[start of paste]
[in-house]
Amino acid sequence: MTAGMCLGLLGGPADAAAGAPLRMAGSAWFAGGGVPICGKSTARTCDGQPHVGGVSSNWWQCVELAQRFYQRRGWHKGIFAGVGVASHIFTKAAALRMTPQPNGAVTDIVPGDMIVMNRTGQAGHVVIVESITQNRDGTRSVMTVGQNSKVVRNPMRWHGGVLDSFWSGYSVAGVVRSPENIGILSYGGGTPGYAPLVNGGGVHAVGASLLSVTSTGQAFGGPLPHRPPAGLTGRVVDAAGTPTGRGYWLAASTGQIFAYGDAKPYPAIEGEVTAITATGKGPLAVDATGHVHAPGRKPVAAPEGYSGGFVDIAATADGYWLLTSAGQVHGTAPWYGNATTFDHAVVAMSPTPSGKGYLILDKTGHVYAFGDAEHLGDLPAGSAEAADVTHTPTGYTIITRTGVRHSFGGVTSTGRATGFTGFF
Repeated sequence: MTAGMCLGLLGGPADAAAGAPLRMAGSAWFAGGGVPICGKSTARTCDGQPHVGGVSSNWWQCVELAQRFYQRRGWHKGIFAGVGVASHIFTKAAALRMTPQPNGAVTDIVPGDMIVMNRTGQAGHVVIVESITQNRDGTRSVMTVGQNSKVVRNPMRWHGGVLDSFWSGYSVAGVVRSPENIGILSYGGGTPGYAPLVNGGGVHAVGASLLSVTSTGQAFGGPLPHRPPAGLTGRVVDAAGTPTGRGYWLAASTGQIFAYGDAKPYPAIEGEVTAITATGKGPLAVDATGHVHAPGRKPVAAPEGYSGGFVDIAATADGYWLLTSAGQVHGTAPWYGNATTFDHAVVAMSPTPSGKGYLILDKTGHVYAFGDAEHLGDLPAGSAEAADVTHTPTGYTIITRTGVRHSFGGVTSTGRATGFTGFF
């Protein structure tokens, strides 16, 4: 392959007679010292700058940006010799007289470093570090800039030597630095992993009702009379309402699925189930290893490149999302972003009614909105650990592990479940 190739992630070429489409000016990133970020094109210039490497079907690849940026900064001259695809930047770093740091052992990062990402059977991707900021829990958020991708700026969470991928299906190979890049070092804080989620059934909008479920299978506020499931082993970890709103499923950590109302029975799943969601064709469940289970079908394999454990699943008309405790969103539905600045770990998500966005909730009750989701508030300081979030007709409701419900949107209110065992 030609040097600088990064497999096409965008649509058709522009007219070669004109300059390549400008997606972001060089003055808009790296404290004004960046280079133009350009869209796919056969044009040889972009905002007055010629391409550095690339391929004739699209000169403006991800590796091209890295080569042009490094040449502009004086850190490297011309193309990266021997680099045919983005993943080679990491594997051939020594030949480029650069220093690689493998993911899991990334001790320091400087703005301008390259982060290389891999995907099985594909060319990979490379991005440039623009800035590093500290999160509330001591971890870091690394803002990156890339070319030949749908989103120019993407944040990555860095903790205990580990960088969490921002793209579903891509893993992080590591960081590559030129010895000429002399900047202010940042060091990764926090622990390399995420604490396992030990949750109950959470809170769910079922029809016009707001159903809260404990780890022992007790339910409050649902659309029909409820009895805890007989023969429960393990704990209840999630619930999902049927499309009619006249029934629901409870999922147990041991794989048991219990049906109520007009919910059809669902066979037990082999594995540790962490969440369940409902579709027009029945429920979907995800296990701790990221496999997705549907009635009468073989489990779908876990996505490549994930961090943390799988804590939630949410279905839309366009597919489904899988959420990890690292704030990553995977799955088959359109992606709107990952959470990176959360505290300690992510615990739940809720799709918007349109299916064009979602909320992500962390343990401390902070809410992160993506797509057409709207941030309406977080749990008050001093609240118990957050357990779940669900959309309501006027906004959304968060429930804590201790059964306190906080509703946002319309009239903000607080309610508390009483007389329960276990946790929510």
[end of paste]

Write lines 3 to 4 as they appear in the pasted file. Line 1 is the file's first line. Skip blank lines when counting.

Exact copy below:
Repeated sequence: MTAGMCLGLLGGPADAAAGAPLRMAGSAWFAGGGVPICGKSTARTCDGQPHVGGVSSNWWQCVELAQRFYQRRGWHKGIFAGVGVASHIFTKAAALRMTPQPNGAVTDIVPGDMIVMNRTGQAGHVVIVESITQNRDGTRSVMTVGQNSKVVRNPMRWHGGVLDSFWSGYSVAGVVRSPENIGILSYGGGTPGYAPLVNGGGVHAVGASLLSVTSTGQAFGGPLPHRPPAGLTGRVVDAAGTPTGRGYWLAASTGQIFAYGDAKPYPAIEGEVTAITATGKGPLAVDATGHVHAPGRKPVAAPEGYSGGFVDIAATADGYWLLTSAGQVHGTAPWYGNATTFDHAVVAMSPTPSGKGYLILDKTGHVYAFGDAEHLGDLPAGSAEAADVTHTPTGYTIITRTGVRHSFGGVTSTGRATGFTGFF
């Protein structure tokens, strides 16, 4: 392959007679010292700058940006010799007289470093570090800039030597630095992993009702009379309402699925189930290893490149999302972003009614909105650990592990479940 190739992630070429489409000016990133970020094109210039490497079907690849940026900064001259695809930047770093740091052992990062990402059977991707900021829990958020991708700026969470991928299906190979890049070092804080989620059934909008479920299978506020499931082993970890709103499923950590109302029975799943969601064709469940289970079908394999454990699943008309405790969103539905600045770990998500966005909730009750989701508030300081979030007709409701419900949107209110065992 030609040097600088990064497999096409965008649509058709522009007219070669004109300059390549400008997606972001060089003055808009790296404290004004960046280079133009350009869209796919056969044009040889972009905002007055010629391409550095690339391929004739699209000169403006991800590796091209890295080569042009490094040449502009004086850190490297011309193309990266021997680099045919983005993943080679990491594997051939020594030949480029650069220093690689493998993911899991990334001790320091400087703005301008390259982060290389891999995907099985594909060319990979490379991005440039623009800035590093500290999160509330001591971890870091690394803002990156890339070319030949749908989103120019993407944040990555860095903790205990580990960088969490921002793209579903891509893993992080590591960081590559030129010895000429002399900047202010940042060091990764926090622990390399995420604490396992030990949750109950959470809170769910079922029809016009707001159903809260404990780890022992007790339910409050649902659309029909409820009895805890007989023969429960393990704990209840999630619930999902049927499309009619006249029934629901409870999922147990041991794989048991219990049906109520007009919910059809669902066979037990082999594995540790962490969440369940409902579709027009029945429920979907995800296990701790990221496999997705549907009635009468073989489990779908876990996505490549994930961090943390799988804590939630949410279905839309366009597919489904899988959420990890690292704030990553995977799955088959359109992606709107990952959470990176959360505290300690992510615990739940809720799709918007349109299916064009979602909320992500962390343990401390902070809410992160993506797509057409709207941030309406977080749990008050001093609240118990957050357990779940669900959309309501006027906004959304968060429930804590201790059964306190906080509703946002319309009239903000607080309610508390009483007389329960276990946790929510």